Hurricane Katrina ripped up this part of the Mississippi coast and it looks like this state park had to be completely rebuilt as a result. It is very new. The roads are easy to navigate. All of the sites are full service. The picnic tables are built into new, clean concrete slabs. The sites are separated from each other and there are trees dotted throughout the campground. There is a water park as part of the park, but it was closed while we were here. There is a tiny triangular stretch of beach at the entrance to the park. It is a half mile walk from the campground to the shore. The rest of the shoreline is sea wall. There is a longer stretch of beach several miles down the road. There is a brand new casino 2-3 miles down the road as well.
We stayed here while we visited New Orleans. The campground is located in a suburb community of New Orleans. They provided free shuttle service into the French Quarter in the morning and picked us up again at the end of the day. The campground is very crowded and the sites are close together. Campground staff help you get parked in the tight spots. The campground is family owned and operated and the pride they take in keeping it nice and providing good service to their guests shows.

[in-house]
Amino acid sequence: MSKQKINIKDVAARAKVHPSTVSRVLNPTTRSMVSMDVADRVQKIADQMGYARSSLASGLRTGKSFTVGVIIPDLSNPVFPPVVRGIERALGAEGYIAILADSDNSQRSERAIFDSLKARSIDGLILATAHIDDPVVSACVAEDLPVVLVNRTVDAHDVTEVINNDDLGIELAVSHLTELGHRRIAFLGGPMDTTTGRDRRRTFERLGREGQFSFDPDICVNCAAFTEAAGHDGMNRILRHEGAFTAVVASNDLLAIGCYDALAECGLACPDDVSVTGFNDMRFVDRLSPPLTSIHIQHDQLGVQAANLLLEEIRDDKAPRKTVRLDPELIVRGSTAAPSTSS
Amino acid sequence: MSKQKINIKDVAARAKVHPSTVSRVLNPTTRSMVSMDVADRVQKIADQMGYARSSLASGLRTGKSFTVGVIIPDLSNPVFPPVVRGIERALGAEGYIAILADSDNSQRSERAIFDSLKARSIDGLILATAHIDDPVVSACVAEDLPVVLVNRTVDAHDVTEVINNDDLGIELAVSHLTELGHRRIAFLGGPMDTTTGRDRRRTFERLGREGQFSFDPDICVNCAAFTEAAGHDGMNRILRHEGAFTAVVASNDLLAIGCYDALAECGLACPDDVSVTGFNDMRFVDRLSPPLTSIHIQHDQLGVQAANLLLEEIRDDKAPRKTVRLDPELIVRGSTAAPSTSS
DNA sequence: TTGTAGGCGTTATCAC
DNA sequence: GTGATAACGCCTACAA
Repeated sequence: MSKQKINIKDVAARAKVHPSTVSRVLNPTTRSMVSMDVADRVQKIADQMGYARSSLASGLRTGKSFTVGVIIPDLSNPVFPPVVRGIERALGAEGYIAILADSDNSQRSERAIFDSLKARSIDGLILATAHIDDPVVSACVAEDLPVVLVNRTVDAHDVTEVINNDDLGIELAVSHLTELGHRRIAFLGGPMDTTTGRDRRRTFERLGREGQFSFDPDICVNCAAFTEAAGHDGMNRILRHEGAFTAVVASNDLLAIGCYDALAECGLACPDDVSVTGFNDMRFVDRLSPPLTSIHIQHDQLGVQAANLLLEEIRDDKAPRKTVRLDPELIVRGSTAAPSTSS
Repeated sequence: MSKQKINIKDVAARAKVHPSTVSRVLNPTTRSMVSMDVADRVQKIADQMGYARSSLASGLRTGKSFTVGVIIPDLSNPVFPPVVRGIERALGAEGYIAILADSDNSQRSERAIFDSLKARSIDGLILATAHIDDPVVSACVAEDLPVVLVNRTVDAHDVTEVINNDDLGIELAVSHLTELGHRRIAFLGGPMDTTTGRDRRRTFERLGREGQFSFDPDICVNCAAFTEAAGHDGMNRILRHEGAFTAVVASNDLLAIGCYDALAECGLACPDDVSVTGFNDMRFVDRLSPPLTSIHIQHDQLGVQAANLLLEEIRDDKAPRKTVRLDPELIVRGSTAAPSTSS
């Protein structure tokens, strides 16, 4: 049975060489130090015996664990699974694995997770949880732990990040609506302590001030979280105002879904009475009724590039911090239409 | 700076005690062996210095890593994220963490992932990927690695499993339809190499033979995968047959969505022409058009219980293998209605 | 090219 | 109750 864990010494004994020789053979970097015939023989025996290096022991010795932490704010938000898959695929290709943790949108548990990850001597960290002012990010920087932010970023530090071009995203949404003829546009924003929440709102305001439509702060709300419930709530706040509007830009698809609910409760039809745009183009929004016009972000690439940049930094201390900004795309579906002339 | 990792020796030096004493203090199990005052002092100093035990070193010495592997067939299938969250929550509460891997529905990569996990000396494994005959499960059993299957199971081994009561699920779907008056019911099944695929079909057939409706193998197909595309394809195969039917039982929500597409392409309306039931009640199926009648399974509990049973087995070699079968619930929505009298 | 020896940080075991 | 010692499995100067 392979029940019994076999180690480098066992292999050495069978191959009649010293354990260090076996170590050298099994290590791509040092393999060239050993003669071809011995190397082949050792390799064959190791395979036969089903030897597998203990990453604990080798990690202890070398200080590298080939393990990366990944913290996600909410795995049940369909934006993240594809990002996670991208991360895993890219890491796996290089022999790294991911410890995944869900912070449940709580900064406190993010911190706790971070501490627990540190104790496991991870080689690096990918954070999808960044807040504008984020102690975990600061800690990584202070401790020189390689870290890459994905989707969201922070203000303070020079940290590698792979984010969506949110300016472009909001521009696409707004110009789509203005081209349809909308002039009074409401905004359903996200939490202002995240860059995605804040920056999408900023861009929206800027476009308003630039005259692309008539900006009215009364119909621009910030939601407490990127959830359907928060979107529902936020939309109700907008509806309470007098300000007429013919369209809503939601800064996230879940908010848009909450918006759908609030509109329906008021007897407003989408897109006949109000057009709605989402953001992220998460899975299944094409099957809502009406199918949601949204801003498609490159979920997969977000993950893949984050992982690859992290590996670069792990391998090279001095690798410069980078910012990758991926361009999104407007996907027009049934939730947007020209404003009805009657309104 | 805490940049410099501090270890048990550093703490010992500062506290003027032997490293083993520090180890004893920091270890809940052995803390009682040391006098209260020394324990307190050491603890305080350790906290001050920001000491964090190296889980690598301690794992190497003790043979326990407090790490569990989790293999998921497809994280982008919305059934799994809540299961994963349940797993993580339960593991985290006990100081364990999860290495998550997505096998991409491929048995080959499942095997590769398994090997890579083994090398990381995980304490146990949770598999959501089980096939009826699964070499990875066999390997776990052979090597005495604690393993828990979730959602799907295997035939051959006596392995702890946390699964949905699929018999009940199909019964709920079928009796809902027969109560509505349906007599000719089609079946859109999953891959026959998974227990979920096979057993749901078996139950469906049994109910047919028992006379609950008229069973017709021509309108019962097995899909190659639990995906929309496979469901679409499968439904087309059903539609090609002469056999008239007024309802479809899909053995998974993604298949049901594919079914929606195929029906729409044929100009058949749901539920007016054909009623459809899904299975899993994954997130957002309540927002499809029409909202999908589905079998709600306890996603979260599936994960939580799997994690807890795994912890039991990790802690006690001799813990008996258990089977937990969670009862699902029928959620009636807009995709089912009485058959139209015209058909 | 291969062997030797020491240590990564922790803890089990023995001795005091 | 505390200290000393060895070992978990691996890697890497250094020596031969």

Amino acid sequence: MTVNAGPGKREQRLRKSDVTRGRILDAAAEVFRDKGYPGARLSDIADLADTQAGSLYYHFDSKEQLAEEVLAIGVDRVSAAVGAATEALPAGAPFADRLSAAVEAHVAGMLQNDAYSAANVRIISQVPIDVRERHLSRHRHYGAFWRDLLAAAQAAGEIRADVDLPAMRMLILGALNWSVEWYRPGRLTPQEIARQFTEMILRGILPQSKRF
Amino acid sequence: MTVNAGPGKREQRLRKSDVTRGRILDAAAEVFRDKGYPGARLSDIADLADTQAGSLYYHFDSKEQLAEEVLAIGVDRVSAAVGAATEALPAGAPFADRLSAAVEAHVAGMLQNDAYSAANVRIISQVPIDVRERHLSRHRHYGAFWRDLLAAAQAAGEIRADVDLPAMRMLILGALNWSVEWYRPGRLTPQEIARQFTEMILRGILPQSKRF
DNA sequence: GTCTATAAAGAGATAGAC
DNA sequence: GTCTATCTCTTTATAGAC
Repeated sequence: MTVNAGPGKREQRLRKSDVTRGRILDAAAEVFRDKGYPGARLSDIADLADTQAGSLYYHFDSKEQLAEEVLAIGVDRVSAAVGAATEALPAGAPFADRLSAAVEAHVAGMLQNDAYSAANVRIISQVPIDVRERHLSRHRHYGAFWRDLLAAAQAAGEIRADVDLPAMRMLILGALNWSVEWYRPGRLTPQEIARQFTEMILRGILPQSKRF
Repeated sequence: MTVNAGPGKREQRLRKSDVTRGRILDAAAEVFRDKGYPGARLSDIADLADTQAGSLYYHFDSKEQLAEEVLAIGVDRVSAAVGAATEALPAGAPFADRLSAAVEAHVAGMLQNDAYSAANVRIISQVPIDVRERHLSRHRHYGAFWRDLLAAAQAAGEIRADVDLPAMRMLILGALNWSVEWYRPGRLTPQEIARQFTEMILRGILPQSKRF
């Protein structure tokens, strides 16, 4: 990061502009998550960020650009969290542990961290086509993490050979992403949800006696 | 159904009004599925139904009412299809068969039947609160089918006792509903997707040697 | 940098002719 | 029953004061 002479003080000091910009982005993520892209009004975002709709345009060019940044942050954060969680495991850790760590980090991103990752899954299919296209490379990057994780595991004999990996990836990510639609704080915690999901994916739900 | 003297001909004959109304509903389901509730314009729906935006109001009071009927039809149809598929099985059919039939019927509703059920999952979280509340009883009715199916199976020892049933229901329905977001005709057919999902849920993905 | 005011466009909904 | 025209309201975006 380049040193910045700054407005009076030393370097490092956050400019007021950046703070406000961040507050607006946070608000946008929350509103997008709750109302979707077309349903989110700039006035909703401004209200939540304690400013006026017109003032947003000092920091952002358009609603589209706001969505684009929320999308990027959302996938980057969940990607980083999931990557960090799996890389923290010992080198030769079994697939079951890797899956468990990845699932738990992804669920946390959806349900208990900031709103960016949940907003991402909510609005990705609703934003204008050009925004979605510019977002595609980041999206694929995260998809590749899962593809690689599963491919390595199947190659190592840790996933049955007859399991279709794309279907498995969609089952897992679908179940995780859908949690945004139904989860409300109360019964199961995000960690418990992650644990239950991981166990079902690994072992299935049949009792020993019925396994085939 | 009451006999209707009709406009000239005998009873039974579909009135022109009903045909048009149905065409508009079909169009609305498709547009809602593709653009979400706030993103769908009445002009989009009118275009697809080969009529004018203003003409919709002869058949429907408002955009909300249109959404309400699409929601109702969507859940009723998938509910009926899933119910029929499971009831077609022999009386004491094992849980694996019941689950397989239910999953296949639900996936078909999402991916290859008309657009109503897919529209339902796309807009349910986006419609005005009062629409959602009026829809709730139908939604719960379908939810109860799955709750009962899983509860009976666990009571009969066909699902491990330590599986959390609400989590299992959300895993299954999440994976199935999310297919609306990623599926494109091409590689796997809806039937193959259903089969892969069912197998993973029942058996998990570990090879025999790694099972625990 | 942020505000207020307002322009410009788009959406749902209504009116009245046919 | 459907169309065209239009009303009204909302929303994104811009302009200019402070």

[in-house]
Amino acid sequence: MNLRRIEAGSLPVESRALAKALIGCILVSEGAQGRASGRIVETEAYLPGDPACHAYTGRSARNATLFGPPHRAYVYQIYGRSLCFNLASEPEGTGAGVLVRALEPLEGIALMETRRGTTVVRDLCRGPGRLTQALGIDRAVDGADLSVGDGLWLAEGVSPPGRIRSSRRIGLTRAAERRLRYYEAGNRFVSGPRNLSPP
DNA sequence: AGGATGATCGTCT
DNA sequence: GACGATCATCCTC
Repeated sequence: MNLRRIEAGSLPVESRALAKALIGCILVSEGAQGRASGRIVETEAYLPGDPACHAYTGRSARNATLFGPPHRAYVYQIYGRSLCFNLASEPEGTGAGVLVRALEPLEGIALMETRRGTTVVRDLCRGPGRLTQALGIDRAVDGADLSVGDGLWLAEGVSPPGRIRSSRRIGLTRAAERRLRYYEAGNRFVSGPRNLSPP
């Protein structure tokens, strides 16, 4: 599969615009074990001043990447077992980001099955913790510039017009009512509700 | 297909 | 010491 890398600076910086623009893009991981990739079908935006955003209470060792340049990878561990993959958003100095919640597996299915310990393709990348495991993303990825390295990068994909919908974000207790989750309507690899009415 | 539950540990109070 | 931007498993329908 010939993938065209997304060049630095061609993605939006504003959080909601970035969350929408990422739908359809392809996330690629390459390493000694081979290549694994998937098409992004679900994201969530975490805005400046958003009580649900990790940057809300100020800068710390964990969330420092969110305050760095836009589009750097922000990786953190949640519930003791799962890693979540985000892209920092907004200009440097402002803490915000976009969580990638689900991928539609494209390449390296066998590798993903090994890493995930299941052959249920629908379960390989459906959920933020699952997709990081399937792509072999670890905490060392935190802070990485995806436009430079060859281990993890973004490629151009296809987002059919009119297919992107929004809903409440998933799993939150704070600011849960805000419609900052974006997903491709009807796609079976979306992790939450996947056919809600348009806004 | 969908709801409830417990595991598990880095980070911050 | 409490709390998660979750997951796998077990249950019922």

The campground for this beautiful park stretches along a high levee that separates it from a wide beach and the Gulf of Mexico. There are many paths across the levee along the campground. The campsites are laid out in diagonal rows. They are level and the water and electric hook ups are convenient. The bath houses are very new. The laundry facilities are free. The camp hosts are the most helpful and present of any park we have seen. The park also has a lagoon area where we took our kayaks. The only thing we didn’t like about this park is that you cannot take dogs on the beach. The town of Grand Isle is a collection of fishing “camp” style houses. There really isn’t any beach community vibe to the place. That didn’t matter to us, because we like the less commercial, more natural settings. We stayed here four nights.